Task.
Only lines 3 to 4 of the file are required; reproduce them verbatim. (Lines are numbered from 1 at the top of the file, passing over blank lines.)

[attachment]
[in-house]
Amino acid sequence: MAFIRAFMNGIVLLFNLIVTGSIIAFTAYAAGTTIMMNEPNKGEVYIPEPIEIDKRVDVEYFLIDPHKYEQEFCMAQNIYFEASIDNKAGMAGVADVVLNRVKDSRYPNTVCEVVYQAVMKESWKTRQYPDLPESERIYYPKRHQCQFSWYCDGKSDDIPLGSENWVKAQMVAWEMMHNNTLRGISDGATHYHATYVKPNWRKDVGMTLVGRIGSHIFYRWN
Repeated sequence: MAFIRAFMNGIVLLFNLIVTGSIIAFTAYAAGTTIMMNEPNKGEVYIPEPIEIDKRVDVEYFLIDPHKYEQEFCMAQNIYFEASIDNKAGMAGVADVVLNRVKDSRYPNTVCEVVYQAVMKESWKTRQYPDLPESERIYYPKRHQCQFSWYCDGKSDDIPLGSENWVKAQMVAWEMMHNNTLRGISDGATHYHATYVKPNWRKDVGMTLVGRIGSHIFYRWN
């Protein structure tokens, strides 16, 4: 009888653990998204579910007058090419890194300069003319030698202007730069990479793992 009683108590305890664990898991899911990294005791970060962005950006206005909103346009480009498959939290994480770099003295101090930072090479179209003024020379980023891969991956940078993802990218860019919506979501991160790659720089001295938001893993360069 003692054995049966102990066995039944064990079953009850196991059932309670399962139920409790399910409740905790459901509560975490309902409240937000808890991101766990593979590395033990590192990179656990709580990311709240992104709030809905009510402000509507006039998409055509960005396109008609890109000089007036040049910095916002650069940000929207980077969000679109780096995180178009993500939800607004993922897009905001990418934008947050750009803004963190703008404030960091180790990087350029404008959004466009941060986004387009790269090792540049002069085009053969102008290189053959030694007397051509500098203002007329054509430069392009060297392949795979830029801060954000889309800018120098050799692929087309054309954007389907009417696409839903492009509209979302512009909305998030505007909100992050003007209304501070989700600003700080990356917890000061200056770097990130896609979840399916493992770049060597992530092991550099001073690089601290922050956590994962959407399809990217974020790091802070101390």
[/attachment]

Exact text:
Repeated sequence: MAFIRAFMNGIVLLFNLIVTGSIIAFTAYAAGTTIMMNEPNKGEVYIPEPIEIDKRVDVEYFLIDPHKYEQEFCMAQNIYFEASIDNKAGMAGVADVVLNRVKDSRYPNTVCEVVYQAVMKESWKTRQYPDLPESERIYYPKRHQCQFSWYCDGKSDDIPLGSENWVKAQMVAWEMMHNNTLRGISDGATHYHATYVKPNWRKDVGMTLVGRIGSHIFYRWN
């Protein structure tokens, strides 16, 4: 009888653990998204579910007058090419890194300069003319030698202007730069990479793992 009683108590305890664990898991899911990294005791970060962005950006206005909103346009480009498959939290994480770099003295101090930072090479179209003024020379980023891969991956940078993802990218860019919506979501991160790659720089001295938001893993360069 003692054995049966102990066995039944064990079953009850196991059932309670399962139920409790399910409740905790459901509560975490309902409240937000808890991101766990593979590395033990590192990179656990709580990311709240992104709030809905009510402000509507006039998409055509960005396109008609890109000089007036040049910095916002650069940000929207980077969000679109780096995180178009993500939800607004993922897009905001990418934008947050750009803004963190703008404030960091180790990087350029404008959004466009941060986004387009790269090792540049002069085009053969102008290189053959030694007397051509500098203002007329054509430069392009060297392949795979830029801060954000889309800018120098050799692929087309054309954007389907009417696409839903492009509209979302512009909305998030505007909100992050003007209304501070989700600003700080990356917890000061200056770097990130896609979840399916493992770049060597992530092991550099001073690089601290922050956590994962959407399809990217974020790091802070101390």